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Death of a Scoundrel is a 1956 film written, directed and produced by Charles Martin and starring George Sanders, Yvonne De Carlo, Zsa Zsa Gabor, Victor Jory and Coleen Gray. This film and The Falcon's Brother are the only two to feature real-life lookalike brothers George Sanders and Tom Conway, who portray brothers in both pictures. The movie's music is by Max Steiner and the cinematographer is James Wong Howe.

Death of a Scoundrel
Death of a Scoundrel poster.jpg
Theatrical release poster
Directed byCharles Martin
Produced byCharles Martin
Screenplay byCharles Martin
StarringGeorge Sanders
Yvonne De Carlo
Zsa Zsa Gabor
Music byMax Steiner
CinematographyJames Wong Howe
Edited byConrad A. Nervig
Distributed byRKO Pictures
Release date
  • November¬†5,¬†1956¬†(1956-11-05) (US)[1]
Running time
119 minutes
CountryUnited States
LanguageEnglish

Death of a Scoundrel is a fictionalized adaptation of the life and mysterious death of Serge Rubinstein.[2]

PlotEdit

Clementi Sabourin (George Sanders), a wealthy and scandalous businessman, is found dead. Police come to investigate, and when they question Bridget Kelly (Yvonne DeCarlo), who found the body, she tells them everything she knows about his past.

A Czech refugee, missing and believed dead, Sabourin one day turns up to find his love Zina (Lisa Ferraday) is now married to his brother, Gerry (Tom Conway). Out of spite, he betrays his brother to the police. Sabourin learns from the police prefect that Gerry was killed resisting arrest. The prefect gives Sabourin a passport and he sets sail for America.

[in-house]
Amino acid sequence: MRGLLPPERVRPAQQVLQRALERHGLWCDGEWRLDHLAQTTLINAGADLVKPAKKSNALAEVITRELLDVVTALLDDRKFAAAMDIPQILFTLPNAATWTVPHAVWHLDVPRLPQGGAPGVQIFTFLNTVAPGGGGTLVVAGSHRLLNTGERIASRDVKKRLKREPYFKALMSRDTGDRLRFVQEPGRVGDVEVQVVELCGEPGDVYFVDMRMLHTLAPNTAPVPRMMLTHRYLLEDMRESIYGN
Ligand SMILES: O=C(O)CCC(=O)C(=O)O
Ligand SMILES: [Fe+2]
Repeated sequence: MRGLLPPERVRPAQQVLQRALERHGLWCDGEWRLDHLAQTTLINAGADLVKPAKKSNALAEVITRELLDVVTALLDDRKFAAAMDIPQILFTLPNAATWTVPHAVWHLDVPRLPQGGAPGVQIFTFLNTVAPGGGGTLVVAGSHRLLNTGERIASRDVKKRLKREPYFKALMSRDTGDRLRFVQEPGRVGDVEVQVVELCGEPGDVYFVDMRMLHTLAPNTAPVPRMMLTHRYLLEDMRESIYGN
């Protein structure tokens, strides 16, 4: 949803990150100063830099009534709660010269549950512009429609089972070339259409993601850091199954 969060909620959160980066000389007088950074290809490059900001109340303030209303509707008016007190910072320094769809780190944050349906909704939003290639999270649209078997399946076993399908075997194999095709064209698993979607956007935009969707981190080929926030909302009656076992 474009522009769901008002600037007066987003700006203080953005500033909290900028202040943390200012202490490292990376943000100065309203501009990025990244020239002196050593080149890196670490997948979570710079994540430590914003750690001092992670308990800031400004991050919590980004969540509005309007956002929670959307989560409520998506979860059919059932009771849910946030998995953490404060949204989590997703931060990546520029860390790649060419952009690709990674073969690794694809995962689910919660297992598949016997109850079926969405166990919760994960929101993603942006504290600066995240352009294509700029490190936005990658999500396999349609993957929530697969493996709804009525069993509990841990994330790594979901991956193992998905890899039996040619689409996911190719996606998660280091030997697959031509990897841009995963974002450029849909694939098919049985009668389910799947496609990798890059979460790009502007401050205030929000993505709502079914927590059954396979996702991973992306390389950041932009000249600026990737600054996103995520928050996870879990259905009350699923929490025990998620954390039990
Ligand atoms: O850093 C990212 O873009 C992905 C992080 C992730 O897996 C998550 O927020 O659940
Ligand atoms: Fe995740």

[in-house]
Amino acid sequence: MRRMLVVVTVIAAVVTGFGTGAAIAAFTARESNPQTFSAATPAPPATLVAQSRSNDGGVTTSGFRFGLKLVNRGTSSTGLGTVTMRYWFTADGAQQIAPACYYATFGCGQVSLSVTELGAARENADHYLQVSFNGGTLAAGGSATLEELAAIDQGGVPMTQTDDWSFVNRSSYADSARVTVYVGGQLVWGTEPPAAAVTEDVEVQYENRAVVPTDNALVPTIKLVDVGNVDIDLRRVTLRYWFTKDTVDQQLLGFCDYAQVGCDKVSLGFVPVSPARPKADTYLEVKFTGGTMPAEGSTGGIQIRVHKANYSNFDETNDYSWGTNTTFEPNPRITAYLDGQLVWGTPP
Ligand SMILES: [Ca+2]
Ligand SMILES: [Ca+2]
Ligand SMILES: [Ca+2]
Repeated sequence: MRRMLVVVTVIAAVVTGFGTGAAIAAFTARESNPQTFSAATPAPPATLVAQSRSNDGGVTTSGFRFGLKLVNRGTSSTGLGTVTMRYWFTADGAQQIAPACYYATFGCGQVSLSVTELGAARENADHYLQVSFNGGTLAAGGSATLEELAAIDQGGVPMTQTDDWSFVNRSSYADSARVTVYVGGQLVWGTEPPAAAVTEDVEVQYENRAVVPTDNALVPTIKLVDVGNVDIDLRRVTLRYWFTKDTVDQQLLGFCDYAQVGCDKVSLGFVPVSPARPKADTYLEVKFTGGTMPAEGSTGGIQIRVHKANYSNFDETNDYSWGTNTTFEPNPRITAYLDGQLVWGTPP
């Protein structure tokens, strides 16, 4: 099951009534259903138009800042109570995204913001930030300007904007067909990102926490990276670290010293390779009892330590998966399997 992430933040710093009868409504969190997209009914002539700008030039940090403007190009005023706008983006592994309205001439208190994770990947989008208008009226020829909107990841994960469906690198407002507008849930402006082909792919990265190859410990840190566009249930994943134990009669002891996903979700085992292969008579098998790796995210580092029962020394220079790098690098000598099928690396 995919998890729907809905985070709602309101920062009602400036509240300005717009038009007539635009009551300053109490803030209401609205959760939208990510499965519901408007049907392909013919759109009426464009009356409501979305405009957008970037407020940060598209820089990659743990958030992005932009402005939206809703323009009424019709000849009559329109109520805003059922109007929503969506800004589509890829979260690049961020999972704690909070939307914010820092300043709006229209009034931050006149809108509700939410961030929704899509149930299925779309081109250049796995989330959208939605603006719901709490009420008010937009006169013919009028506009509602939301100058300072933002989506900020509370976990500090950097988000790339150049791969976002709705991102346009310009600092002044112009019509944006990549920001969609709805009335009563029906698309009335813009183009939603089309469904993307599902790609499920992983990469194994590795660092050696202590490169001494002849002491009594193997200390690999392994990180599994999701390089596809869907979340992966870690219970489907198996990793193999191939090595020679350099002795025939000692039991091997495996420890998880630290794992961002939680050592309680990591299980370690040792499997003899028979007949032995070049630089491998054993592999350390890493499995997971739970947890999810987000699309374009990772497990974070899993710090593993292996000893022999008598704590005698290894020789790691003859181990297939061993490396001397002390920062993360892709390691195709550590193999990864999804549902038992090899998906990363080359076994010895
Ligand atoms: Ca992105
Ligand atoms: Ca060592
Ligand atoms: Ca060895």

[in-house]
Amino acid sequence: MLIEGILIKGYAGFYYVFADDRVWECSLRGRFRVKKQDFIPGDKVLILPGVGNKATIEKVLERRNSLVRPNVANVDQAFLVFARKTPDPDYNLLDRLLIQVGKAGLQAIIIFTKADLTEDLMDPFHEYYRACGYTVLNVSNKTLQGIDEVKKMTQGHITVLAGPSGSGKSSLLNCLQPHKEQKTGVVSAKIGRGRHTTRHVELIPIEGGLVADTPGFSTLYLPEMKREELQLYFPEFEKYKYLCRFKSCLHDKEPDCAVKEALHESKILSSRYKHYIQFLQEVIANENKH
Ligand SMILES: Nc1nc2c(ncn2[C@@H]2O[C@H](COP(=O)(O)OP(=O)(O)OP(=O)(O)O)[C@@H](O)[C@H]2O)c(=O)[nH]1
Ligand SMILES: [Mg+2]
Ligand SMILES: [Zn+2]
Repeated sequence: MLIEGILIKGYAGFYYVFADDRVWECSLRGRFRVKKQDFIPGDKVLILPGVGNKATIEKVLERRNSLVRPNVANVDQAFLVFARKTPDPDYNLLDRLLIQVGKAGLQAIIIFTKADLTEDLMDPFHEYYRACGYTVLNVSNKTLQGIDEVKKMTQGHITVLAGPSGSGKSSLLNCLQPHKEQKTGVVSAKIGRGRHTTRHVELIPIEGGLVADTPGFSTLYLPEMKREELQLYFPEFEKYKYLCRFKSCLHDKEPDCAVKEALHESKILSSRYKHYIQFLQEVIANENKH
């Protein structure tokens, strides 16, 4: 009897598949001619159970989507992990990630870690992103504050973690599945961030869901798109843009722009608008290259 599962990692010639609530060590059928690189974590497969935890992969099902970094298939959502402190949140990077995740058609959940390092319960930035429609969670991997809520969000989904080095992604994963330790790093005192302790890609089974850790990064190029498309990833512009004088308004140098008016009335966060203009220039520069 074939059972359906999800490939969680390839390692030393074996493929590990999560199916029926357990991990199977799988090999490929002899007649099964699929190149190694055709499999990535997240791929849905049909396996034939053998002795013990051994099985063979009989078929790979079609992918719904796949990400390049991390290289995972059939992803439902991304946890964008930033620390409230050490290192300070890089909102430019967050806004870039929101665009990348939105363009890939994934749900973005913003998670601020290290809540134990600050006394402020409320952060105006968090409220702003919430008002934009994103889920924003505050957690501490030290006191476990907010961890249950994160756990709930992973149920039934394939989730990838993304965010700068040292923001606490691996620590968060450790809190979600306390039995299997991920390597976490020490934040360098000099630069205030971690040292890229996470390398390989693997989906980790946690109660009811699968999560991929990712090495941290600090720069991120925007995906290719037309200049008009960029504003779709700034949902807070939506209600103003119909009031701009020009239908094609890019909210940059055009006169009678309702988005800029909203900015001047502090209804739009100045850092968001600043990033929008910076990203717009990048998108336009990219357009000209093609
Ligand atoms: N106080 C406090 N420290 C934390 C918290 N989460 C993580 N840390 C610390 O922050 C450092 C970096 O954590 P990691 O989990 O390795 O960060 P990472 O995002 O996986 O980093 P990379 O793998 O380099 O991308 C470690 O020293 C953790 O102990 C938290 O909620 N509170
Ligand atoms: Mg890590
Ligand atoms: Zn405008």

At the port in New York he observes the shady Miss Kelly as she makes off with ship passenger Leonard Wilson's (Victor Jory) wallet. Sabourin makes a romantic play for Kelly, only to steal the wallet when her back is turned. Kelly's estranged husband Chuck (Bob Morgan) pursues and shoots Sabourin in the street, but Sabourin escapes by pushing Chuck into the path of an oncoming car.

On a tip from the doctor who removes the bullet, Sabourin invests in a company that manufactures the drug penicillin. He fraudulently uses a $20,000 cashier's check from inside the stolen wallet to purchase the stock. Encountering the wealthy Mrs. Ryan (Zsa Zsa Gabor), widow of a prominent businessman, Sabourin earns a considerable sum of money for her as well by tipping her to the stock. Mrs. Ryan writes Sabourin a $20,000 loan, which he uses to cover his forged check from Wilson. His stockbroker, O'Hara (John Hoyt), spots the fraud but helps Sabourin in exchange for a share in his profit.

Sabourin uses a financial statement he found in Wilson's wallet to blackmail Wilson into selling him his oil company. Sabourin orchestrates a fake oil strike to gain profit, but his investors get the last laugh when oil is really found on the property and the stock soars to $30 a share. Sabourin, O'Hara, Miss Kelly and Sabourin's lawyer Bauman (Werner Klemperer) become successful by buying struggling companies, manipulating the price of stock and throwing the companies into receivership.

As he becomes increasingly "successful", Sabourin begins courting a number of women romantically, including Mrs. Ryan's young secretary, Stephanie North (Nancy Gates). He invites North to a party and finances her ambition to become an actress. When she rejects his advances, he attempts to thwart her career, but is unsuccessful, as her producer recognizes that North does indeed have talent.

Sabourin then courts the affluent Edith van Renssalaer (Coleen Gray), married to a wealthy businessman. Sabourin attempts to interfere in her marriage to gain control of her stock and form a new uranium company, but Zina resurfaces one night and reveals that she learned he was responsible for his brother's death. He pledges his love to her and remorse for Gerry's death, lying through his teeth. Zina believes him, but when she sees him conspire with Edith, she kills herself and writes a note implicating Sabourin. The police arrest him, while Edith abandons him.